During the Republican congressional primary this summer, few candidates touted their loyalty and subservience to President Donald Trump more than Donalds, who amidst his many accolades said he was “incredibly proud to stand with President Trump.” In the traditional mafia-like mindset in which Trump operates, such loyalty by a soldier should be repaid in kind by the mafia chieftain.
When the Godfather came to Fort Myers, it was an opportunity for a laying on of hands, for a blessing from the Boss himself in front of lots of local media and adoring Trumpers. It might have been the moment when Donalds decisively clinched the election 18 days before the votes were counted.
Instead, Donalds was tested for COVID-19 before meeting with Trump and turned up positive, which he announced on his Facebook page around 5 pm. He couldn’t come in contact with the president and instead of a public anointing it was his very public infection that was the headline about him dominating local news.
But beyond the embarrassment of a vociferously anti-mask Donalds catching COVID, there was the added disrespect (dissing) from his idol and hero.
In his speech at the Caloosa Sound Convention Center, Trump went through a series of shout-outs to local politicians and worthies, acknowledging and praising them.
One should not underestimate the importance of these shout-outs during political speeches and events. They’re something every politician does and while they may seem boring and formulaic to those in the audience, they’re critical to those named. In the case of a politician who has a blindly loyal following like Trump, they are an essential blessing and benediction—especially to candidates running for election.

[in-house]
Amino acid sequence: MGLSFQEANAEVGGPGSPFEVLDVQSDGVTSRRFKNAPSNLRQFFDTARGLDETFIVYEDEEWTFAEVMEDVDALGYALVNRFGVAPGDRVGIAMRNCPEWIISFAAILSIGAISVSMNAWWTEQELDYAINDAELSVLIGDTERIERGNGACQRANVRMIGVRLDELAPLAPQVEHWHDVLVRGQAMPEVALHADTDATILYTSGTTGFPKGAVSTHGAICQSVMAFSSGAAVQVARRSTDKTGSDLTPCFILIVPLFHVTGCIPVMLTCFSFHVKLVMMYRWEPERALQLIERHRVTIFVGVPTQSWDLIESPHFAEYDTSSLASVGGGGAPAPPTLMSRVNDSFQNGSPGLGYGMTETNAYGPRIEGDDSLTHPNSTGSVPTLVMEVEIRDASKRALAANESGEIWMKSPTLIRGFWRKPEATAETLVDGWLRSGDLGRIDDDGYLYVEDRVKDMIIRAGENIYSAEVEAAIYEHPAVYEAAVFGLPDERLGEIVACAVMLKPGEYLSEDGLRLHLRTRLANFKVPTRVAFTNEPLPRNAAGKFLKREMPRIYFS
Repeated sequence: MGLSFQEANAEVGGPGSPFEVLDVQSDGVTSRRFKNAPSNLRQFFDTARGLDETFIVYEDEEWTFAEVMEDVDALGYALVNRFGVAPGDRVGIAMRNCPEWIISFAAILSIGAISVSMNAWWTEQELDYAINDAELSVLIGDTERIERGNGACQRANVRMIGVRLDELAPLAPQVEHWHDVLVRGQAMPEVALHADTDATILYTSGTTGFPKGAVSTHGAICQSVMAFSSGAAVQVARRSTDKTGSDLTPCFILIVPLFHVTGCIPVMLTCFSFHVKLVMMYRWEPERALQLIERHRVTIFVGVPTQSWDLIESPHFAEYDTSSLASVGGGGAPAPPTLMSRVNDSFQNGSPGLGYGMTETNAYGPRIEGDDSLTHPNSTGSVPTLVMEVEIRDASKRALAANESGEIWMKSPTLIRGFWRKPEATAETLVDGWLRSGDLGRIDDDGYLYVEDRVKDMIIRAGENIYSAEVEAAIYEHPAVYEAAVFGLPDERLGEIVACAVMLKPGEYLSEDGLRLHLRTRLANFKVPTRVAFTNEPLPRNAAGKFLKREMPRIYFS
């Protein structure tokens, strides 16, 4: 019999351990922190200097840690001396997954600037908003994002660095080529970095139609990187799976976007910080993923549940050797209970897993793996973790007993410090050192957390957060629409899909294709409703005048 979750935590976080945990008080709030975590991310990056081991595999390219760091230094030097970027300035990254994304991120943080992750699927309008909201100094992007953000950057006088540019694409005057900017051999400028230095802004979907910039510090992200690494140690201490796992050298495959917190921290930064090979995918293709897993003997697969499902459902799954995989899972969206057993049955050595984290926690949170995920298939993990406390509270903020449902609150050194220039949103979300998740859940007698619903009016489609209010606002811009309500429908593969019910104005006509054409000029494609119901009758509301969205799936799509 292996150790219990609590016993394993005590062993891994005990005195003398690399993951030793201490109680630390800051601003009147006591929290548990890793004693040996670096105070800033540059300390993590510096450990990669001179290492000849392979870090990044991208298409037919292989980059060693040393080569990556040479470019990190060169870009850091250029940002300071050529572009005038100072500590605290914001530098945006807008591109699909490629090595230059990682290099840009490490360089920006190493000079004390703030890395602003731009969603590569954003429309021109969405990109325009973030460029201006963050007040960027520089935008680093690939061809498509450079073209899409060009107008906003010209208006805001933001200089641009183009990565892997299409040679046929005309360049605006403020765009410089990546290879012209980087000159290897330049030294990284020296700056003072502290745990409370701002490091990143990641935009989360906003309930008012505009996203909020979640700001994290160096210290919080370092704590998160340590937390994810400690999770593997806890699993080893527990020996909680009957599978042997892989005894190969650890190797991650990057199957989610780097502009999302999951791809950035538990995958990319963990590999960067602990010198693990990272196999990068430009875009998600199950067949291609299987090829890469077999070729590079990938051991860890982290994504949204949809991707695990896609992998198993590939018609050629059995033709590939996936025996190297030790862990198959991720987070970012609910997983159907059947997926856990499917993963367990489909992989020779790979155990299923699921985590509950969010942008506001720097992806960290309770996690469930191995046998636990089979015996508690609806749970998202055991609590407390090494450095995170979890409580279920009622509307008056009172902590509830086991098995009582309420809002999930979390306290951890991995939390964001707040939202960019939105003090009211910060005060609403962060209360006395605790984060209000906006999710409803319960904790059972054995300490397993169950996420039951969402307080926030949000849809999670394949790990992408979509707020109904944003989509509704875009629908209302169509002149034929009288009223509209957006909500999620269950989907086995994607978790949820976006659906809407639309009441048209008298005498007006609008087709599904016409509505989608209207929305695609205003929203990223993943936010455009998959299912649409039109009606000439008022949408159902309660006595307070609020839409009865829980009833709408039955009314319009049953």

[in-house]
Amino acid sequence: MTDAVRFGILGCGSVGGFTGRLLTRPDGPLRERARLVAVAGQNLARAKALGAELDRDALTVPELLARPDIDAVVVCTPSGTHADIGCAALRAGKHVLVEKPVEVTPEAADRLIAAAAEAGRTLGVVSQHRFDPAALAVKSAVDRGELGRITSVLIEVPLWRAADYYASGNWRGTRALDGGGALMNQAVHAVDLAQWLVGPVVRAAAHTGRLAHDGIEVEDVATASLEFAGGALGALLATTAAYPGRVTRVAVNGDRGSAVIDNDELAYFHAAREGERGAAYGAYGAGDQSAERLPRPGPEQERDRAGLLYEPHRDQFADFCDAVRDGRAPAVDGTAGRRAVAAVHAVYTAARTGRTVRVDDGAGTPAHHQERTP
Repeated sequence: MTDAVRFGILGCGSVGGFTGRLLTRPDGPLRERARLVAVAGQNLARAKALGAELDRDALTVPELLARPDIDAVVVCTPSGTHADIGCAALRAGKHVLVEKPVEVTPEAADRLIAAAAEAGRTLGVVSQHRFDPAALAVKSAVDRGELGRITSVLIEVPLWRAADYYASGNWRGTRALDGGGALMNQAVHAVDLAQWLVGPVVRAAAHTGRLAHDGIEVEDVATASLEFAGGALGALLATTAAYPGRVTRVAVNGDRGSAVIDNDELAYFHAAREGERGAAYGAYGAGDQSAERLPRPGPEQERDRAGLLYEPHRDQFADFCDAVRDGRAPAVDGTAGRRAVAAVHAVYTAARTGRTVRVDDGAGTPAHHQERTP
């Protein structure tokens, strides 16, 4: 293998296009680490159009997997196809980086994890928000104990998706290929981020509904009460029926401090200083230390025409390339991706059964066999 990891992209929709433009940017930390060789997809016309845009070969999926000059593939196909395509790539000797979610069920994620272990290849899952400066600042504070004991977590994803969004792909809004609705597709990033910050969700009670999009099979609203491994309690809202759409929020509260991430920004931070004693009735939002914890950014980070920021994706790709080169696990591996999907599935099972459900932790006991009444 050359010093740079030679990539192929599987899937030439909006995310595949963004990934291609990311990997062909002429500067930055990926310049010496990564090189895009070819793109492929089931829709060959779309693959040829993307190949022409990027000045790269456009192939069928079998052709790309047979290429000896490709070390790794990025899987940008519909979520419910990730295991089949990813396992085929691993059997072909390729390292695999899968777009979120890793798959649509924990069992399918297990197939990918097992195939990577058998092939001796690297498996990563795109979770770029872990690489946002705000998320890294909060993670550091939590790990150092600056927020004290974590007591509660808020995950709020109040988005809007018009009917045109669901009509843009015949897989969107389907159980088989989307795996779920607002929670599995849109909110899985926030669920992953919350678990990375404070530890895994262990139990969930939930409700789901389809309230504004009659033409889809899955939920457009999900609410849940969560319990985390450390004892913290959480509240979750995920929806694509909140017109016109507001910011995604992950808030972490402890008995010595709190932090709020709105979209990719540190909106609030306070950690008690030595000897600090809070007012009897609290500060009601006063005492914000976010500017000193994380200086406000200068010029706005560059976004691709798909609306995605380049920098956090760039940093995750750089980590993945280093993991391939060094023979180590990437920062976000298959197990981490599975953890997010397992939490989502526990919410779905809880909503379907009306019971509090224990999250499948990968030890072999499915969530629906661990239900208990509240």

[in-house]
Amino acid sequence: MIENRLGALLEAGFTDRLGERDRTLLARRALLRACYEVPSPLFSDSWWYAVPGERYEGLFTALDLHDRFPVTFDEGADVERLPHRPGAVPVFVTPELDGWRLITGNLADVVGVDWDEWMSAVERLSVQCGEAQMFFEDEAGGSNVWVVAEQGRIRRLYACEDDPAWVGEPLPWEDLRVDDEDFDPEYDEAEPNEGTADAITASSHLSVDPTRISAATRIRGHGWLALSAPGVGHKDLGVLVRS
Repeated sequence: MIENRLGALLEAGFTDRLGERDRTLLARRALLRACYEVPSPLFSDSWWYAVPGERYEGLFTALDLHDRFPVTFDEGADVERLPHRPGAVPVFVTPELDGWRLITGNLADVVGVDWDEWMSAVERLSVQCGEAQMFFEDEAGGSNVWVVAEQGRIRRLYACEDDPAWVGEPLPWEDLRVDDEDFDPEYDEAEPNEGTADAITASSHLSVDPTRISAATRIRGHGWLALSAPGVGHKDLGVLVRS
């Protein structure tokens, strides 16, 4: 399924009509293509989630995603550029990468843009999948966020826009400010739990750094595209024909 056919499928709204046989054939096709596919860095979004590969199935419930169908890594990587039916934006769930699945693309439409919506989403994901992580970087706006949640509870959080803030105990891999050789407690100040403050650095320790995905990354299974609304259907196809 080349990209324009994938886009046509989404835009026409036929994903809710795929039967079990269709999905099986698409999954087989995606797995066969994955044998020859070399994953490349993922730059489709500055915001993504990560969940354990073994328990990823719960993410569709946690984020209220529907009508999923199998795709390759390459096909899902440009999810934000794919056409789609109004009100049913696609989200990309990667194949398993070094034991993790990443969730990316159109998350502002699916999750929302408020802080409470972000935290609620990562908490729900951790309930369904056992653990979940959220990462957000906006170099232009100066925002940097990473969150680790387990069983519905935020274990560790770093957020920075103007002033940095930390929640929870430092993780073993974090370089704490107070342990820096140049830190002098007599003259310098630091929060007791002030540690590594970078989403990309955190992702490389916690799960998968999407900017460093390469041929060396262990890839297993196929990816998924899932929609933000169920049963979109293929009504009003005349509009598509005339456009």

In the middle of his speech Trump took the time to do a round of shout-outs. He named Florida Gov. Ron DeSantis (R), whose popularity he compared to Elvis; he lauded as “warriors” Rep. Gus Bilirakis (R-12-Fla.)—“great job, Gus”—and Rep. Greg Steube (R-17-Fla.)—“another friend of mine.” Mayor Randy Henderson (R) was praised—“good job, Randy”—as was Cape Coral Mayor Joe Coviello (R)—“great job, great job.” He said he was honored by the presence of World War II and Korean War veteran Wally Cortese—“You look good, Wally, I’ll tell you. Two wars and you’re looking—you’re looking good,” (interestingly, not “thank you for your service.”). He also thanked members of the Golden Gate Veterans of Foreign Wars honor guard.
And even if Donalds wasn’t present in the audience, any experienced observer of political rituals would have expected a shout-out to a faithful follower, especially one running for Congress from the president’s party, an ally whom the president would theoretically need in a second term. So the next name to trip from the president’s tongue should have been…Byron Donalds.
But there was no naming of Byron Donalds. Instead the president moved on to tell the audience how he was fighting to protect them from “the China virus” and the “radical-left movement.”